Wednesday, January 22, 2014

In news that should be a surprise to no one

For weeks now, a hospital in Texas has been insisting it has no choice but to maintain a dead woman's body on an artificial respirator because she was pregnant at the time of her death. 14 weeks pregnant to be exact, which is pre-viability no matter how you calculate viability. A fetus at 14 weeks of development has no possibility of surviving outside the womb. It may have  beating heart, but if this last few weeks of discussion about "brain death" have taught us anything, I would sincerely hope it's that life, real true life, requires so much more than just a beating heart.

Too many people are hung up on the idea that a beating heart is all it takes, though. So when Marlise Munoz's brain lost oxygen until heroic measures couldn't save it, that damn hospital kept forcing oxygen through her lungs merely because there was still a fetal heartbeat. Even though that fetus had also been without oxygen for a long time, probably a catastrophic time. (There's also the side point that the law cited by the hospital probably doesn't apply as it prohibits removing "life support" from a terminal patient. Munoz is dead, so there's no life to support and her situation isn't terminal, it's final.)

For weeks, Munoz's family has been trying to get the ventilator turned off so their beloved can be laid to rest already. They have done this to respect her wishes, all while getting vilified by idiots who accuse the grieving husband of wanting to "murder" his child. Their argument all along, though, has been that Marlise is dead, that her body shouldn't be treated as an incubator, that god or nature or whatever has already made its decision about the fate of both Marlise and the fetus. And they have also argued that while there might still be a fetal heartbeat, it is almost unimaginable that the fetus could possibly develop properly and be born alive to any life they would want for it.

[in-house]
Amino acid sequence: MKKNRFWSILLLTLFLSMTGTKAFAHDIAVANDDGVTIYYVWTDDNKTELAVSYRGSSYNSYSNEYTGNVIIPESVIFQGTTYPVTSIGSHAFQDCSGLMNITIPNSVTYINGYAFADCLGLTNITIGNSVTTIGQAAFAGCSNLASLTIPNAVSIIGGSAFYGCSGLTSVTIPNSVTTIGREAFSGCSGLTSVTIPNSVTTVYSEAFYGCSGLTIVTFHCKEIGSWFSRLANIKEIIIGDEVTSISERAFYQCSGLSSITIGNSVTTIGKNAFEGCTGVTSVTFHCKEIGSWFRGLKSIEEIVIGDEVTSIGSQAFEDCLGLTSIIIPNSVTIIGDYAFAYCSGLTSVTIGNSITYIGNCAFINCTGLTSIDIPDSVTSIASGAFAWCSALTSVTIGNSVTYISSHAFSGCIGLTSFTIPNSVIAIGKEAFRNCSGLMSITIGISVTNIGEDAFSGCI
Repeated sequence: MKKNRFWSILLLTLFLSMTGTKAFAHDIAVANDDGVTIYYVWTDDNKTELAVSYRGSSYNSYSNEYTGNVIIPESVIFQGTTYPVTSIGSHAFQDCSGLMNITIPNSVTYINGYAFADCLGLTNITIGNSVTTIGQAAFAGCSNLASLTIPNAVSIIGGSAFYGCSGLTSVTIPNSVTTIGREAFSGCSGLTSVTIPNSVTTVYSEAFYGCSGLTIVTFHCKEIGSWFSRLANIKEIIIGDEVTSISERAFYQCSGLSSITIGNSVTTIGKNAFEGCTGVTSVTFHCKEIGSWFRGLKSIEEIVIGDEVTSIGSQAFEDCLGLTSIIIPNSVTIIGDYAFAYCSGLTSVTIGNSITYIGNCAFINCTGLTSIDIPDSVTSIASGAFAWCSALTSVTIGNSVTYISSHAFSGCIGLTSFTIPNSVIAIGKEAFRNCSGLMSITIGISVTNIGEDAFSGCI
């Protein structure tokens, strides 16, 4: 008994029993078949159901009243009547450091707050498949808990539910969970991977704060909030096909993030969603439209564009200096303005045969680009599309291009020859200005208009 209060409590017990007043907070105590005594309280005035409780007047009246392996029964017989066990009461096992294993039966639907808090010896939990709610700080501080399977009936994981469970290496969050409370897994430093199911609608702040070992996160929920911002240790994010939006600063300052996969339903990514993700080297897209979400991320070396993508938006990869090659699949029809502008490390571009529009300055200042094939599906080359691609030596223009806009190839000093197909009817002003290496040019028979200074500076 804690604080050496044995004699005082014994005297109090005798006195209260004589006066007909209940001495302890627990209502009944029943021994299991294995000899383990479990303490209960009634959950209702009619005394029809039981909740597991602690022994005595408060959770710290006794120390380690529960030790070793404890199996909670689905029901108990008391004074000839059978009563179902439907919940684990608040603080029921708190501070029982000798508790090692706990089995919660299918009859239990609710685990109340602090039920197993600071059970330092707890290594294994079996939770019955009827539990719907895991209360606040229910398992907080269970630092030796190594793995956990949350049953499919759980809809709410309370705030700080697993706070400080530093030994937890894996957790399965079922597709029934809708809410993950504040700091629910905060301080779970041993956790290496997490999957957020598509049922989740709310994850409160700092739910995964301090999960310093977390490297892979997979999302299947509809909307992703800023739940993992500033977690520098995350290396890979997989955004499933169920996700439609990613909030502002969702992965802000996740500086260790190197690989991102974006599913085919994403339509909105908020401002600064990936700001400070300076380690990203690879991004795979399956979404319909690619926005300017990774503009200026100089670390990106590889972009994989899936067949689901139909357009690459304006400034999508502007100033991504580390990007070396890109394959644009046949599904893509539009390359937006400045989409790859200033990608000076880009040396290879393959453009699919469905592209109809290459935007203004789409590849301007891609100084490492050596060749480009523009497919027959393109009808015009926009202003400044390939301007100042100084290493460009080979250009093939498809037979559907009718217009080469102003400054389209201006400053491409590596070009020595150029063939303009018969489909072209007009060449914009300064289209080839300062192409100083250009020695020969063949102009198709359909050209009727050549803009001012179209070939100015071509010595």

So today in news that should be a surprise to no one, we learn through the Munoz family that, indeed, the fetus is "distinctly abnormal." Malformed, or unformed, limbs. Brain swelling. Heart problems. Who knows what else.

Because life requires more than a heartbeat maintained by mechanical respiration. A heart can be made to beat while totally removed from a body. On the flip side, a person can be kept alive, alive as in conscious and talking and maintaining all of those delightful little personality quirks that makes her her, without a heart at all, but rather with a machine doing the work of blood circulation. Life requires a brain, not just a heartbeat. So it stands to reason that when a fetus' development is dependent on the life of the woman carrying it, that development just won't happen right when the woman's brain is dead. No one has succeeded in growing a fetus in an incubator, some soulless machine. This case isn't any different.


BellsforStacy said...

I am so grateful I don't have to make any decision even remotely like what's going on with this poor family. I don't know the particulars and I haven't read much because it's just so heartbreaking. I'm so sorry for all involved.

14w is way before viability. :( I'm perplexed as to what the hospital is trying to accomplish. Was there a doctor wanting to see what would happen if a mother is brain dead but physically "alive"? Like an experiment? It gives me shivers.

But ... for my two cents ... if I were dead, brain dead or otherwise, and there was a chance to save my unborn child. I want every measure taken to save him. I don't think there was much chance here ... but if I were 24w along? I'd want them to use me as an incubator a week or two, if they could save him. I'd want them to take my organs too, for that matter, to help someone else. After they got the baby, naturally. Ugh. What a macabre train of thought!!

S said...

I know. This kind of case makes you think I don't ever want to deal with this! And the woman was only 22, so I don't imagine her husband is anywhere near our age.

It does seem a bit like a science experiment, doesn't it? Only with a possible human suffering as a result. I keep picturing the hideous monster baby described in The Other Boleyn Girl.

I fully agree that if she were further along (a lot further), it's not crazy for her to have wished for the baby to have had a chance. But she just wasn't close. And we're in all kinds of macabre territory. But really, no one else should have a role in this decision-making. It should just be the husband/family's choice.

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